This is where Microsoft seemed to get it wrong.  In the age of "Apps", the "applications" available such as Zune, ESPN, and Netflix are way to slow.  They appear to need to do a lot of chatting with the Internet/Xbox Live, but even so.  There seems to be too much lag even while in the applications.  Also, the menus seem to be messy, very similar to Windows Media Center - there is just to much going on.  The Xbox button on the controller seems to provide the most intuitive menu for access to the Xbox 360 and we found that rather than exit back out to the dashboard this was a much quicker way to jump into a game.  Media Center on the Xbox, when in extender mode is also a slug.  It's nice that they made it available, but I would hope they would try it themselves before they implement it.

Xbox Live:

Xbox Live, why do they make this service such a mystery?  It is a great service to have and I like to think that my $60 per year is going towards making the system better.  However, when you by an Xbox you are told by store staffers that you only get Xbox Live Silver version(AKA Live free).  This essentially means you can only download game demos and Zune content and that is it.  The Xbox Live "Gold" version is what costs $60 per year and allows you access to online multiplayer games and ESPN, Netflix, and addition. Basically, your going to end up with an Xbox Live Gold account sooner or later.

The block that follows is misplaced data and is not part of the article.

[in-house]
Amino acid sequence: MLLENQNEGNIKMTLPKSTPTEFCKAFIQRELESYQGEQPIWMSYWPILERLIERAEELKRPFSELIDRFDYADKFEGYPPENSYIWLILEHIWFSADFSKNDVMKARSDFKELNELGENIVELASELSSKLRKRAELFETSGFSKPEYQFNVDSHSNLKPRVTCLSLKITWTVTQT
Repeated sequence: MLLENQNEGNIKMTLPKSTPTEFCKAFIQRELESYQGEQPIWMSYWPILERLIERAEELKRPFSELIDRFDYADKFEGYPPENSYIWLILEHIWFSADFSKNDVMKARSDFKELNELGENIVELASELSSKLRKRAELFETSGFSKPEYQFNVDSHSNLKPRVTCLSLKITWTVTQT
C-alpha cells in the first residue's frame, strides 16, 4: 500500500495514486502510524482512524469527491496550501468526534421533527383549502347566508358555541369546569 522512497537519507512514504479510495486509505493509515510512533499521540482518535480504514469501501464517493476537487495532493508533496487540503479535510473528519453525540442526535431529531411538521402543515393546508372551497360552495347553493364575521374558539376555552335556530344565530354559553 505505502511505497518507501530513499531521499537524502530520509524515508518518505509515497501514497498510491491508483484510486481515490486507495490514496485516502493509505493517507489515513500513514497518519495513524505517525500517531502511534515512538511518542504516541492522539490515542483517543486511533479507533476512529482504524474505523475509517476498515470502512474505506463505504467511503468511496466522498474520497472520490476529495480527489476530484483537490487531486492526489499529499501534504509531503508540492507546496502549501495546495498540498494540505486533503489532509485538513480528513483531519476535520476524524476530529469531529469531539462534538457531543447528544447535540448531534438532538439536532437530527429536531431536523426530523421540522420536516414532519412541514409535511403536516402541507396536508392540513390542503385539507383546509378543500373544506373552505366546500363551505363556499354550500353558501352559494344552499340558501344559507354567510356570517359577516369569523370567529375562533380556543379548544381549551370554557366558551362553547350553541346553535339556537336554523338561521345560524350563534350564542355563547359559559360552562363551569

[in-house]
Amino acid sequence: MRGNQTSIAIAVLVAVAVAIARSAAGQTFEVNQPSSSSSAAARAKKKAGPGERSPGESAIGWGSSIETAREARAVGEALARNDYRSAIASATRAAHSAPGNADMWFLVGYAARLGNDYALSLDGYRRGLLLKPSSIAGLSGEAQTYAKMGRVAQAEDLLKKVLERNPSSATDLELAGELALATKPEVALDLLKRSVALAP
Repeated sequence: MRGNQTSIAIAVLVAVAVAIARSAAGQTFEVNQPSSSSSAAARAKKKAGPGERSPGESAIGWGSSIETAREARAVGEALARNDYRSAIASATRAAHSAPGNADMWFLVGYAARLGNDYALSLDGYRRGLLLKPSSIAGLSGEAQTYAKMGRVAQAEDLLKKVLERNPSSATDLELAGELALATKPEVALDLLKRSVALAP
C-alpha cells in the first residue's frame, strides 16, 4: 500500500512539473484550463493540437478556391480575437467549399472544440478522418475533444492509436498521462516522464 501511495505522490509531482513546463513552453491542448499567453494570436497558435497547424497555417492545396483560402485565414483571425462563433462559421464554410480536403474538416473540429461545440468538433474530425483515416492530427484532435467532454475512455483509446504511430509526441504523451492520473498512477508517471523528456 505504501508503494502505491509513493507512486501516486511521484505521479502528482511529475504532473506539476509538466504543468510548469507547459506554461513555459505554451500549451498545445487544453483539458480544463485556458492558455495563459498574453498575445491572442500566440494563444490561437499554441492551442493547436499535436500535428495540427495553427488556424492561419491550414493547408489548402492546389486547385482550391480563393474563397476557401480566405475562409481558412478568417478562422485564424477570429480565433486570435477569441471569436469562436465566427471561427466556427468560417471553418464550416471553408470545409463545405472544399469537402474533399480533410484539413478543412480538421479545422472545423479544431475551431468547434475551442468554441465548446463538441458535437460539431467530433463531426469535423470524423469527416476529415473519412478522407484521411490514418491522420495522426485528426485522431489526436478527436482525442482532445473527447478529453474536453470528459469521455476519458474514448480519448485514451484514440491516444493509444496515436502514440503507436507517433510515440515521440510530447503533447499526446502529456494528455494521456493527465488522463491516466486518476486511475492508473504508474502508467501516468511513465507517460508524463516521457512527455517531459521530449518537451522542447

Future:

The future of the Xbox looks very good.  We have tested the Kinect and think its a great concept.  While the games are not stellar they certainly prove their point:  This has potential for customers with 10' X 10'  of clear floorspace to interact with their Xbox games.  The games need to improve as right now they are poor imitations of Wii Sports or proof of concept

demos with additional graphics added on top, however, the Dance Central is a game that really starts to show potential when you get a group of people playing.

In addition, Xbox has the support of Microsoft.  There should be potential for additional software updates.   Improving the applications performance should be possible and adding additional features should increase the usefulness of the Xbox.  I would expect that with all the money they are collecting from the Xbox live service they will be able to do some fantastic things.

The latest update allows for using the Xbox 360 to function as a Uverse Set Top Box.  Read more http://www.att.com/u-verse/explore/xbox-receiver.jsp#fbid=NnOUiQIkmAS

While this is a great feature, it again seems poorly implemented.  First of all, why do they require a CD to be shipped out.

While companies like Apple, Netflix, and Amazon are able to

send streaming content, digital files, and applications directly to our devices - Microsoft and AT&T decide that the best way to get software onto their Xbox, with its Online Marketplace already available, is to send a CD.  Not only that, but they HAVE to send a technician to place that CD in your Xbox for you and of course they require you have a Xbox Hard drive already in place and pay $100 for the visit.  This seems ridiculous for requiring this much unneeded time and effort.